• Morgan question: What about thinking about how sexuality makes everyone ELSE weird?
  2. Naivety – not understanding what sex is
  3. Being repulsed by sex
  4. Making the asexual character alien, or a robot, or inhumane in some way (very often Death itself).
  5. Non-heterosexual characters being used as code for a ‘bad person’

How Being Asexual Affects A Person’s Life

  1. No co-dependencies. Living alone is expensive and is easier with a profession.
  2. Seen as naive or “just haven’t met the right person”
  3. People trying to pair you up.
  4. Seen as ‘frigid’ or ‘sexually dysfunctional’

Asexual people are normal people. They’ve always been out there.

For those looking for asexual stories:

  • Anything from the LessThan3Press (recently defunct)
  • Lesbian Reviews
  • Ancillary Justice (Anne Leckie)
  • Star Maker (Olaf Stapledon)

I’m not asexual. Let me know if I got anything wrong. Let me know if you have any suggestions for others trying to include asexual characters in their worlds.

Thank you for reading.

Improving Your Readings

From authors who are asked to read their own work at signings, to audiobook narrators, to podcasters, there are a lot of us out there who want — or need — to get better at readings.

At the titular panel, at Balticon 53, Tee Morris, Jean L Cooper, and Mike Luona shared their best tips.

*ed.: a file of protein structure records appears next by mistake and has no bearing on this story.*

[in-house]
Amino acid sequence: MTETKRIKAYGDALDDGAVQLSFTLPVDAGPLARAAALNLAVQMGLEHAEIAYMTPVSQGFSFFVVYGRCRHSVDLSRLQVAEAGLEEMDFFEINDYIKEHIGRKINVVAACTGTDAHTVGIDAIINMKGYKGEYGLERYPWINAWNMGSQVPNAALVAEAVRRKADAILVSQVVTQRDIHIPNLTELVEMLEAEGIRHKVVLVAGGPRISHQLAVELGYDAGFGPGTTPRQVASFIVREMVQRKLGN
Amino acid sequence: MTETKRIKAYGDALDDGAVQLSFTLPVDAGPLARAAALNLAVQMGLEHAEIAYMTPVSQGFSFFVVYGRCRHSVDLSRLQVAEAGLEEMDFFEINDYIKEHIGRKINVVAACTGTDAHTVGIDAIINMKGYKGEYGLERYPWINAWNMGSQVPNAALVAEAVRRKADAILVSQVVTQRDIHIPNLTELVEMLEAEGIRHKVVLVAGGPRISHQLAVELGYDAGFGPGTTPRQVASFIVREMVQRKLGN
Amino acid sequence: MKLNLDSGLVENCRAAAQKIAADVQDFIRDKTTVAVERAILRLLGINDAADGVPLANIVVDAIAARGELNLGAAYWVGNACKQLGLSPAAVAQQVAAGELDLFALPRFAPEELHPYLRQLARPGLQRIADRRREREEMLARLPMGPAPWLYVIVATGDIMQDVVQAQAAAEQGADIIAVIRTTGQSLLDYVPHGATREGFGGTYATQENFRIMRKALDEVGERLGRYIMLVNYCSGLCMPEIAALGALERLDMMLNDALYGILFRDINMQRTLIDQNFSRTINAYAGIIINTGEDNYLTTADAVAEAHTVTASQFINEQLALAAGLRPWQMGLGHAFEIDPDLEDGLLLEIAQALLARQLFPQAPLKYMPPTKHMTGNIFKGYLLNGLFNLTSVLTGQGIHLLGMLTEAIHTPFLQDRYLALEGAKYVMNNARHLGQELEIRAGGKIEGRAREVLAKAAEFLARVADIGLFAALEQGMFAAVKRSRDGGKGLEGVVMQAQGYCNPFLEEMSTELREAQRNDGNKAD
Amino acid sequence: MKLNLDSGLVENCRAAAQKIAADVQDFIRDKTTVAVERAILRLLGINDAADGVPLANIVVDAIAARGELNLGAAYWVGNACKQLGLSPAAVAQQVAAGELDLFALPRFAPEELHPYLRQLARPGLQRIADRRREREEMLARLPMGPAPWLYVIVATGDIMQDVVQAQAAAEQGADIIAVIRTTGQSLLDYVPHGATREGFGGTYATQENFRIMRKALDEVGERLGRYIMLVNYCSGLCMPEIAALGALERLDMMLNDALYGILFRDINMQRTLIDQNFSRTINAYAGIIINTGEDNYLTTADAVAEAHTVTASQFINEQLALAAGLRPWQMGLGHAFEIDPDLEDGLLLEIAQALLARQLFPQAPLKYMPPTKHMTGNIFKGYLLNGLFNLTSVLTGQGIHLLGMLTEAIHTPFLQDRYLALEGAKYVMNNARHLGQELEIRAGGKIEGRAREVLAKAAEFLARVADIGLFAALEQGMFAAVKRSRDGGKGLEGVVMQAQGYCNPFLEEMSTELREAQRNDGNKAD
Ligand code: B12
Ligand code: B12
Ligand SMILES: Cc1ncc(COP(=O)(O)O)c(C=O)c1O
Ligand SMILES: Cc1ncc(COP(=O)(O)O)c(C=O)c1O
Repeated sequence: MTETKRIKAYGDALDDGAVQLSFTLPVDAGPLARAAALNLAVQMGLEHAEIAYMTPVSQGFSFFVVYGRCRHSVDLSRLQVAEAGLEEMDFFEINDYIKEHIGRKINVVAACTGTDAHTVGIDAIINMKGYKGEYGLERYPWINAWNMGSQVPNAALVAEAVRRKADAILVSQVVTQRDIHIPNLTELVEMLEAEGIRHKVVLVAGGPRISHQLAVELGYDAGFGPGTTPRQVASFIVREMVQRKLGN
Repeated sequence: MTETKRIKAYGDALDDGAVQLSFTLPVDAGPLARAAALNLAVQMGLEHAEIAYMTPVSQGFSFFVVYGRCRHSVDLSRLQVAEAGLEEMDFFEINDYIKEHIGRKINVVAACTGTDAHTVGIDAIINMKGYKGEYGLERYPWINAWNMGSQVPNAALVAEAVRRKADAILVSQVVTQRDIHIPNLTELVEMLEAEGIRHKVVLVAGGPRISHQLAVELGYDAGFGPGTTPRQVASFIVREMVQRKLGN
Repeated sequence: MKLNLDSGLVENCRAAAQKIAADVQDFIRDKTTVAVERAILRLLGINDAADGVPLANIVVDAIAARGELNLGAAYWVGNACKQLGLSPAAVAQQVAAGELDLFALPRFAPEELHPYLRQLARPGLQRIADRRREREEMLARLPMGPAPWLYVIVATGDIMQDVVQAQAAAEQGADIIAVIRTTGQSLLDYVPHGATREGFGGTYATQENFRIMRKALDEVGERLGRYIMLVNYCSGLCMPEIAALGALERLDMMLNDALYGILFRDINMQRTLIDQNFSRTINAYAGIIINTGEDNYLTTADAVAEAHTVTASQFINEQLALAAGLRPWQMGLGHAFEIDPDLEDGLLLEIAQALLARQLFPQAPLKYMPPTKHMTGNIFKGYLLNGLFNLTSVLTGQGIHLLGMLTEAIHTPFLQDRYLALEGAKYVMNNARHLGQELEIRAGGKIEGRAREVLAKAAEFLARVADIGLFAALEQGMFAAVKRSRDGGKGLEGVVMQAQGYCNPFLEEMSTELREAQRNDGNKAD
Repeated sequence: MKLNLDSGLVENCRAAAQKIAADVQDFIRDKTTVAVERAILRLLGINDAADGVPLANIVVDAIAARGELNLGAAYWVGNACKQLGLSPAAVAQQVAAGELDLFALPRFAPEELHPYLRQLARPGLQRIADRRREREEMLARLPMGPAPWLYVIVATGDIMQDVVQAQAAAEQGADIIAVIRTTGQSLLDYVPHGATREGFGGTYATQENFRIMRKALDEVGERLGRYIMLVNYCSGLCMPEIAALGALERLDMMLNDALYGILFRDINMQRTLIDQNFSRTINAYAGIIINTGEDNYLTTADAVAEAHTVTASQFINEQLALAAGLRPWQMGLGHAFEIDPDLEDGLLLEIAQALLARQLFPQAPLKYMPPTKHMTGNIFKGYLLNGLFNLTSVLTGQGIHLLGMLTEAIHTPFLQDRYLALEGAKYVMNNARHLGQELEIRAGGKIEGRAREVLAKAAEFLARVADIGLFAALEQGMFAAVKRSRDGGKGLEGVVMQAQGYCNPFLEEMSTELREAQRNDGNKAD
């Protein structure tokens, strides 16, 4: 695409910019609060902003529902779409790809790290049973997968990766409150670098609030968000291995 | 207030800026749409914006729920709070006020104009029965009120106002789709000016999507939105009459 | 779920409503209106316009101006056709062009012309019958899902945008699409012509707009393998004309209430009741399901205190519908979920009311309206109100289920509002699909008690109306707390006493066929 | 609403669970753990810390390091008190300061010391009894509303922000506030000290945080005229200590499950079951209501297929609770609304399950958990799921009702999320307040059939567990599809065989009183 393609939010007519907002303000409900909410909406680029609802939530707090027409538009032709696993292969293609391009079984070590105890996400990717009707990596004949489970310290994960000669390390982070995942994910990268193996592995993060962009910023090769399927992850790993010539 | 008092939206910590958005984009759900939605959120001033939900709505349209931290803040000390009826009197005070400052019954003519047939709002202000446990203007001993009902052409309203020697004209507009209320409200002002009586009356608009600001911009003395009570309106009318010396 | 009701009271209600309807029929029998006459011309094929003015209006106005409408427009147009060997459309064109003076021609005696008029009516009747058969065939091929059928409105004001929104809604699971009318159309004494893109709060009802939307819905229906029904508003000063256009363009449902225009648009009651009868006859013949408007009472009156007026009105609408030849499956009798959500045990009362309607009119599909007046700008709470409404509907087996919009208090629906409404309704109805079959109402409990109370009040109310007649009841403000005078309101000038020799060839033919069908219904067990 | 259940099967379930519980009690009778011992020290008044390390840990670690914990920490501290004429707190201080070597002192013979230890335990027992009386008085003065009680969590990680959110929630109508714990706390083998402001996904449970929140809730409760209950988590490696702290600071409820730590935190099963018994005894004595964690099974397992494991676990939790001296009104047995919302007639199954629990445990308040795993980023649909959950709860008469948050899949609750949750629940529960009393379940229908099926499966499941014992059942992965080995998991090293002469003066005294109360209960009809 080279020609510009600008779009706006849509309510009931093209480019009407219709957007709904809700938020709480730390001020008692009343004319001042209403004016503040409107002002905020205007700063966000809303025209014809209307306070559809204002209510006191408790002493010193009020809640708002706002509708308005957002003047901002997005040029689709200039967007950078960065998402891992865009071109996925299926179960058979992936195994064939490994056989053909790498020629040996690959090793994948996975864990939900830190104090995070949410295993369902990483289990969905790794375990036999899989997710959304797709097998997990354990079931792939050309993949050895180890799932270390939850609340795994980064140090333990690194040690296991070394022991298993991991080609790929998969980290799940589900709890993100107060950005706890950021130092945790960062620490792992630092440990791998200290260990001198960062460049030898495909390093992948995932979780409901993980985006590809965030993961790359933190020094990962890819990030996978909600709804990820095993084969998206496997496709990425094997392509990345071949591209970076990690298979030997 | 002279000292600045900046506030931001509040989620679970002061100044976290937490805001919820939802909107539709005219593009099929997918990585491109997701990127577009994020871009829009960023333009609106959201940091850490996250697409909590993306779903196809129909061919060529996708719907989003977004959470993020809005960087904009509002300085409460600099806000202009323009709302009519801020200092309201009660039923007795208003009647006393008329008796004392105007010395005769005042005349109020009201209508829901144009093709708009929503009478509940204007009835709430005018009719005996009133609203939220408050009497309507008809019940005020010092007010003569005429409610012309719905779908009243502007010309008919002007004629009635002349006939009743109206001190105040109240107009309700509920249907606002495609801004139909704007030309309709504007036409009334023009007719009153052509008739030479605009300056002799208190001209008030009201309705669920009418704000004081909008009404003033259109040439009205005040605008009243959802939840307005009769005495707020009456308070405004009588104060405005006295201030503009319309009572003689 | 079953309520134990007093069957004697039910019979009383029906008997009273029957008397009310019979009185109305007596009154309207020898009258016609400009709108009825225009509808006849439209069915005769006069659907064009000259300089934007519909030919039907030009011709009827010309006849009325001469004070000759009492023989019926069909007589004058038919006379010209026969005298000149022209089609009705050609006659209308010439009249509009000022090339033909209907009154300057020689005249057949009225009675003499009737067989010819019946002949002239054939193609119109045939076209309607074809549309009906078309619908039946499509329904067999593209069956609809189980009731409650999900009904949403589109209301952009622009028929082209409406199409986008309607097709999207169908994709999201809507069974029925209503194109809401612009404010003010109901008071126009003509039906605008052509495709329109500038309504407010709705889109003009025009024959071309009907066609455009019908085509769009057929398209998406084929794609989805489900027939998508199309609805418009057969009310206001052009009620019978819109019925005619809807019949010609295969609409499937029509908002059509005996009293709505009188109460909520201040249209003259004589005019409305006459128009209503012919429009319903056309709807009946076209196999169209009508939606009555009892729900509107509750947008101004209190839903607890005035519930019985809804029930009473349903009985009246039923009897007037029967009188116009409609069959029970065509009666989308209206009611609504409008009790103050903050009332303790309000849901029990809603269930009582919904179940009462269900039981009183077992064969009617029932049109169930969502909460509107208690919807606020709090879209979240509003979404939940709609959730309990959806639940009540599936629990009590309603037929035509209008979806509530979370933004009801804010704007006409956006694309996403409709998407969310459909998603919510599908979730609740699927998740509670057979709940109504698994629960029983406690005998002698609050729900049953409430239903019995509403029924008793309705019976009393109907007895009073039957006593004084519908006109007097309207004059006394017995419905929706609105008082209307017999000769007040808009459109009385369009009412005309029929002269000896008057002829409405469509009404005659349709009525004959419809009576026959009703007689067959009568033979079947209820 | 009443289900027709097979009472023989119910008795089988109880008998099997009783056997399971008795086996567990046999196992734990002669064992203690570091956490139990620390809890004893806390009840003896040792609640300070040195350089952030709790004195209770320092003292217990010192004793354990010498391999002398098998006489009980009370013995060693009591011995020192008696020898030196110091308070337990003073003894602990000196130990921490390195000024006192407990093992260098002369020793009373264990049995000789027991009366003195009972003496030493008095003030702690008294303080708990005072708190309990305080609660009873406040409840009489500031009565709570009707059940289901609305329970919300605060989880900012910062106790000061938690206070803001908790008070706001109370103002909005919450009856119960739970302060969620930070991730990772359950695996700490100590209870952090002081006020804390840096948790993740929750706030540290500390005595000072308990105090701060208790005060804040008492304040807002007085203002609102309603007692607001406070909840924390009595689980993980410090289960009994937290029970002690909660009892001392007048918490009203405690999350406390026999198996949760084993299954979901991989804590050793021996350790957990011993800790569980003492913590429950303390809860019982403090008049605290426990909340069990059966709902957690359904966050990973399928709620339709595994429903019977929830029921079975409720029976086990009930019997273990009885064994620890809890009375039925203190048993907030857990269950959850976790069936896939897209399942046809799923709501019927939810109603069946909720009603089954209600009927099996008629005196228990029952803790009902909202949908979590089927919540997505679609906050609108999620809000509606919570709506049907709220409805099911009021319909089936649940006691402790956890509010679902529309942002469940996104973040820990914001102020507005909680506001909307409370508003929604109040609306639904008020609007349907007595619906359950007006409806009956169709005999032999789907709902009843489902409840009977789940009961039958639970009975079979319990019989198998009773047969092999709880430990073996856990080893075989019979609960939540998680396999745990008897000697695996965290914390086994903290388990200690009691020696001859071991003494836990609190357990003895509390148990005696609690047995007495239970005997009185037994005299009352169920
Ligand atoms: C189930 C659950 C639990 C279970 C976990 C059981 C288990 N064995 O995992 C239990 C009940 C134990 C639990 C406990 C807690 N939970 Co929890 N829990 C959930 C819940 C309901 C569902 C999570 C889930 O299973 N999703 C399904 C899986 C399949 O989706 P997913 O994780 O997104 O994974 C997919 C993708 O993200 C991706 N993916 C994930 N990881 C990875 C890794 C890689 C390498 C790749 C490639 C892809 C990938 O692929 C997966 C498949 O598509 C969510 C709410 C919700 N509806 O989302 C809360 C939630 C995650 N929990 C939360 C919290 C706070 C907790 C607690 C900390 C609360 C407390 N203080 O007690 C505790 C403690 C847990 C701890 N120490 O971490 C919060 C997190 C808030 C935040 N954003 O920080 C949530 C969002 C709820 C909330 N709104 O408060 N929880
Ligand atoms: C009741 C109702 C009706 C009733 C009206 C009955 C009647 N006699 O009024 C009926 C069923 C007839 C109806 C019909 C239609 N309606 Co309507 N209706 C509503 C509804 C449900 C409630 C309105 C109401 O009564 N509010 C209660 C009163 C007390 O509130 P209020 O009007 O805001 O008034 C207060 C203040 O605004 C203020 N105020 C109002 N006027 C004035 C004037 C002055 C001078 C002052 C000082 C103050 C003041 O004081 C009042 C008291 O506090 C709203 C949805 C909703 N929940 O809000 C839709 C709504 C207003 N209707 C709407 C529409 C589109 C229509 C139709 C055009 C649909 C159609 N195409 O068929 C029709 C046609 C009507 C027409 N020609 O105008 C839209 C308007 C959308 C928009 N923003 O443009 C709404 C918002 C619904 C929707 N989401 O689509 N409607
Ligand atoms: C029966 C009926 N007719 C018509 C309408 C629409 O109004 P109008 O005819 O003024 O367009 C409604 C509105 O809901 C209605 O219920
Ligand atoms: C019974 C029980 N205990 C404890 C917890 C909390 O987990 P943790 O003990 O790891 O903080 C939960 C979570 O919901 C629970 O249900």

6 Steps Toward Creating Character Voices

  1. Keep the character’s background in mind
  2. Use a key phrase to get into the character’s voice, to help with consistency
  3. Use your ‘normal voice’, (or something close to it), for the narrator and/or main character
  4. For opposite gendered characters, you can pitch up or down a touch, but don’t fake it
    • For some female characters, a breathier tone works, even if you don’t change the pitch
  5. Listen to how other actors present their different characters
    • For a fantasy accent — try combining 2 real world accents badly
  6. Avoid stereotypes!
    • For accents, if you can’t skip it — try acting classes or online videos but do these with a light touch

5 Tips For All Readings

  1. Practice cold-reading
    • Pick up a book at random and just reading a few pages!
  2. Hit the narration just as hard as the dialogue
    • Paint a mental picture with your voice
  3. Know when to pause
  4. When a phrase becomes a stumbling block, slow wayyy down.
    • If in practice — go over it very slowly, mouth it carefully, repeat it a few times, get that muscle memory in thereIf live — pause, mouth it to yourself, then try again
  5. Don’t be afraid to be dramatic – the audience builds off the energy you bring to the table. Feeling a little over the top is probably just right for most of us.

And one bonus tip, specifically for audio books:

  • If you can, read the book to yourself once ahead of time, marking all proper nouns, unfamiliar words/terms, and confirm pronunciation before beginning.

Any tips the panelists ran out of time to mention? Anything I got wrong?

What do you do to practice? Any toastmasters out there?


Introduction to Hopepunk

In a grimdark world, filled with truth, lies, and politics many of us have been longing for a literary escape that can give us some hope. For this generation, Hopepunk is our solution.

At WorldCon 77 Dublin, Jo Walton, Lettie Prell, and the creator of the term, herself, Alexandra Rowland, on a panel moderated by the marvelous Sam Hawke discussed the true meaning of Hopepunk.

What Is Hopepunk?